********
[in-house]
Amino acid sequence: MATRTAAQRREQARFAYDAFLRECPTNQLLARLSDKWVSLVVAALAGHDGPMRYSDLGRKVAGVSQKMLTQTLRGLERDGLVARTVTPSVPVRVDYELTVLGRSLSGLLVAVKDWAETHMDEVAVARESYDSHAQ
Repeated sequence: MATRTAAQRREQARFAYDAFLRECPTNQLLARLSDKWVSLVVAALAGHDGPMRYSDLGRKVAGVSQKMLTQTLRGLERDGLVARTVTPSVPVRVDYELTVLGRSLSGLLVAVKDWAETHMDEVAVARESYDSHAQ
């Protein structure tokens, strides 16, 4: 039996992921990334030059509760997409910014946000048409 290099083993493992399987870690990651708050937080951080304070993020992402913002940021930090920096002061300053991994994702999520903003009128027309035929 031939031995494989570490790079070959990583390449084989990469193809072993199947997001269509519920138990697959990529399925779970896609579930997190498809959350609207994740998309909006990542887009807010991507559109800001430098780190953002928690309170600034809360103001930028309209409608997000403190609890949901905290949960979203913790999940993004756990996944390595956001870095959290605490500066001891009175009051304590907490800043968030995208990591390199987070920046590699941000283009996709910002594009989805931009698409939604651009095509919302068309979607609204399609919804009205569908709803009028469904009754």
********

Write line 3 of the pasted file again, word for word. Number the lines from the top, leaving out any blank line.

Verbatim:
Repeated sequence: MATRTAAQRREQARFAYDAFLRECPTNQLLARLSDKWVSLVVAALAGHDGPMRYSDLGRKVAGVSQKMLTQTLRGLERDGLVARTVTPSVPVRVDYELTVLGRSLSGLLVAVKDWAETHMDEVAVARESYDSHAQ